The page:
Today I’m teaching my last formal class of the year. I teach three sections of “Foundations of Postsecondary Education in Student Affairs” and work with 72 students across three class meeting times. I teach these classes back to back on Thursdays so I start with a group at 1:00 p.m., another at 4:00 p.m., and then my last group comes together at 7:00 p.m.
Some students have asked me if I get bored teaching the same thing three times in a row. Other students have asked me if I like one class section the best. I never get bored, and I don’t have the time to like one more than that other because every week the students change and grow.
The 1:00 p.m. section wants dramatic social change and believes that colleges and universities have a responsibility for that; the 4:00 p.m. section usually wants consensus and seeks to understand the role of student affairs in these broad issues; and the 7:00 p.m. section uses their numerous cumulative years of experience in student affairs to deconstruct problems in a pragmatic way.
We’ve talked about the history of higher education, as well as learning, diversity, leadership, and accountability. It’s been a wild ride.
We’ve blamed the “problems” that occur in higher education on the K–12 system, on faculty, on students, on families, on revenue-generating college sports, and on the “economy.” We’ve played around with the idea that it’s colleges’ and universities’ fault that tuition is so high, yet quality is not always verifiable.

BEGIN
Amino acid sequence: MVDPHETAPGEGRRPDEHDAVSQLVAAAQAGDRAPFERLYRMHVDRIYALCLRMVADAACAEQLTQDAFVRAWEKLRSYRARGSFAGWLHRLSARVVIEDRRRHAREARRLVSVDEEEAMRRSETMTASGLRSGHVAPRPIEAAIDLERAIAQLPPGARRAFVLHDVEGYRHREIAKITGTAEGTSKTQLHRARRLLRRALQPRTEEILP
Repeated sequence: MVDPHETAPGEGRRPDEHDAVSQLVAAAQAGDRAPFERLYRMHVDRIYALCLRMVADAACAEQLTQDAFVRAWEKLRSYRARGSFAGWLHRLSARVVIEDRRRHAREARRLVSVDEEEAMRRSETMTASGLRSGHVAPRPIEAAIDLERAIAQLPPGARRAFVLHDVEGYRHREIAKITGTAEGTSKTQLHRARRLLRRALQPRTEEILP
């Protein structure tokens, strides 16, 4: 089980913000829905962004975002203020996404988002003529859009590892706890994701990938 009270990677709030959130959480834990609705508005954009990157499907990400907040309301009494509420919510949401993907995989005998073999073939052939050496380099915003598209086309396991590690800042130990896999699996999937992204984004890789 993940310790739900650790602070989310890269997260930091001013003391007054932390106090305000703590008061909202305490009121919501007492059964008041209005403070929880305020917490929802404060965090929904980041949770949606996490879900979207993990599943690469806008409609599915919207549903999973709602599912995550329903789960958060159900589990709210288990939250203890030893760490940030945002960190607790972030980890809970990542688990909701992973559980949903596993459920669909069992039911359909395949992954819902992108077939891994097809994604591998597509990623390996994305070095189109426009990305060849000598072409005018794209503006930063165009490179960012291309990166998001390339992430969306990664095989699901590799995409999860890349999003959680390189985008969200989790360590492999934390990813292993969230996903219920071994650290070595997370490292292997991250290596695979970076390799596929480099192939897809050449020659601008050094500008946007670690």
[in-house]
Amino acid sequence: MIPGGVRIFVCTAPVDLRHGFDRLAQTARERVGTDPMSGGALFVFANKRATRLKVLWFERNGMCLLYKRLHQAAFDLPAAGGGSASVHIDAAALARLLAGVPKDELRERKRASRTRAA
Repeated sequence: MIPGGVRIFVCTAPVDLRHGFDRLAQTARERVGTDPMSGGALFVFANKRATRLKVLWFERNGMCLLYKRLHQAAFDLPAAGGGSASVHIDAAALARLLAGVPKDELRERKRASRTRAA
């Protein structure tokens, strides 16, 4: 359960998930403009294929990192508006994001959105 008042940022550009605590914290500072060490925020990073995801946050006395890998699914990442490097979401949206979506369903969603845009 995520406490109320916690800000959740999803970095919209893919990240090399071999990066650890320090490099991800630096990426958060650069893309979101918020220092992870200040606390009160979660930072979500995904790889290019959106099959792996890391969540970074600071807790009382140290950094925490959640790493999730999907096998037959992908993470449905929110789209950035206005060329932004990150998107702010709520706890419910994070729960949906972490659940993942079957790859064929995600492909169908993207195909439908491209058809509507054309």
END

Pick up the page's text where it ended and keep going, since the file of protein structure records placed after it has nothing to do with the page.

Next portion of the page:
I worry about the high tuition, high value part a lot because I am teaching at a high tuition institution. I don’t want to be part of the “problem” of not providing a quality education. I wonder if this was in my students’ minds when I sent an e-mail to more than 20 of them encouraging/requiring them to rewrite their first written assignment for my course.
I know that I had never had a situation in which so many students needed to rewrite a paper. I’ve lost count of the number of hours that it took for me to read over those papers, provide feedback on their drafts, complete a rubric, and then craft policies about rewrites and hold special office hours (twice). I had to track back to their other writing-related instructors this semester to see if they had been given access to the writing preparation that used to reside in my class design.
I’ve spent a lot of time communicating with students via g-chat and in person reassuring them that the rewrite is not an indictment on their writing abilities, and reinforcing the possibility that they hadn’t mastered this particular type of writing skill. We don’t have a group of bad writers (at all!), it’s more likely a group of students who didn’t employ the writing and research tools to meet the standard I’ve set within my course.
Like I said, I’m at a high tuition school, so I think students have an even higher expectation of value and service. But what are the appropriate limits for value and service? When am I making it too easy? When might I be making it so difficult that it’s defeating? Should that even matter?